Local production benefits from costs and obstacles to import

Local production benefits from costs and obstacles to import

Very short-term tracking, future purchases, and inventory buildup These have been some of the strategies that companies have had to follow to keep the market supplied, in the midst of the container crisis and the high cost of the dollar that has altered the pace of imports.

This is indicated by chains and brands consulted by Portafolio that have an intense purchasing activity abroad. The situation has also triggered, in some cases, the national industry benefits because their products gain space on the gondolas.

Businesswoman Patricia Vélez, founder and CEO of the home brands Ambiente Gourmet, Ambiente Living and Club House explains that “we have tried to secure the purchase prices in order to guarantee a good price to the client, using forwards in the banks”.

Proactivity has been key to having the correct supply. “It is up to us to oversupply, pay for external warehouses and try to keep up with the product on time. Obviously, we have many more months of inventories than we should because we are anticipating shortages,” he comments.

Since attending Fairs has not been possible, the development of new products has been achieved digitally, thanks to years of relationship with suppliers.

For her part, Liliana Hernández, Latam commercial director of Minisosays that the operation in Colombia is part of a holding company, “so regionally we have planned and made forecasts for the dollar, and thus cover ourselves as best as possible against all the changes and devaluation that we have had, to minimize the impact on our customers and uphold our promise to always have very competitive prices.”

Due to the container crisis, the region also negotiates as a block to obtain better prepaid rates, reducing the impact of the drastic change in prices and the lack of space to generate shipments.

In his turn, Carlos Ariel Gómez, commercial and supply vice president of Success Group explains that the situation has especially impacted the electro-digital category, because they are products that are mostly not produced in the country. “We have been strengthening our supply hand in hand with our suppliers, we have made multiple efforts to mitigate the impact by placing orders in advance, among other actions“, it states.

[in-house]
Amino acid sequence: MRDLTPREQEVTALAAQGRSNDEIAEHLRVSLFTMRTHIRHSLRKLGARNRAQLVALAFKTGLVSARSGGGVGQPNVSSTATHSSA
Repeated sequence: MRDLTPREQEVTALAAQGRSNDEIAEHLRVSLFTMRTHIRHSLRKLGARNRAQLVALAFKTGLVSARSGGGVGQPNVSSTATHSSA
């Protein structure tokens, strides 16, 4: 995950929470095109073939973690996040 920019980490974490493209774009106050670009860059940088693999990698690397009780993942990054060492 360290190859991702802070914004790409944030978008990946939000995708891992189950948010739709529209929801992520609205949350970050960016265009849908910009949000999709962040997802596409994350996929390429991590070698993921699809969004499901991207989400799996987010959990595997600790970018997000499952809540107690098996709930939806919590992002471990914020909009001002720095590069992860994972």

Heisson Nessi, general manager of Epson Canada, says that “uncertainty and constant changes do not allow us to make detailed plans well in advance, so we generate action plans for three or six months (depending on the case) that allow us to ‘surf the wave’ that comes, with the information available in that moment. Every month we make revisions and adjustments”.

From his perspective, the most challenging have been the Variations in sales estimates and receipt of supply necessary to meet the demand. Information is very volatile and plans need to be reviewed with business partners. “The key has been communication. The situation is widespread and we share any variation in the plan with our allies who have been able to understand perfectly and together we seek solutions to the inconveniences”He says.

Santiago Holguín, general manager of Lenovo Colombia, explained that the main strategy of the brand has been to expand the network of shipping companies and airlines. Also, he plans to reservations in advance, before it could take seven to 15 days and now up to 30 or 45 days. “With some airlines we have achieved complete charters with Lenovo products for Latin America and they stop at different airports to supply us. In the end, the cost overruns are there and you have to assume them or, in some cases, transfer them to the product.”

On the devaluation, clients handle coverage, prepay merchandise. For the consumer, Lenovo tries to add an additional service or accessories that are in stock to integrate combos that can minimize the impact, he says.

Regarding the situation, Carlo Villamil, general manager of Motorola Canada, says that “our quarterly and annual results demonstrate that our size, scale, strong relationships with suppliers and partners, and the unique hybrid manufacturing model of being part of a group as large as Lenovo, have ensured that we can maximize the available supply. ”. This, he points out, has allowed them to maintain growth in the country.

In companies in the automotive sector, some directors were able to secure orders for the first quarter with the parent companies.

Others, like BMW, they reported logistics problems but at the end of the year they already had the commitments of a shipping company to supply the markets, which shortened delivery times in Colombia. In Renaultthere have been problems with the supply of some parts and although it is less now, it continues to face inconvenience due to lack of parts for some of its models assembled in Colombia.

Luis Torres, CEO of Hyundai Colombia, says that “we all buy in the same currency, therefore it is an issue that unfortunately affects the final consumer, but we always try to make it affect as little as possible”.


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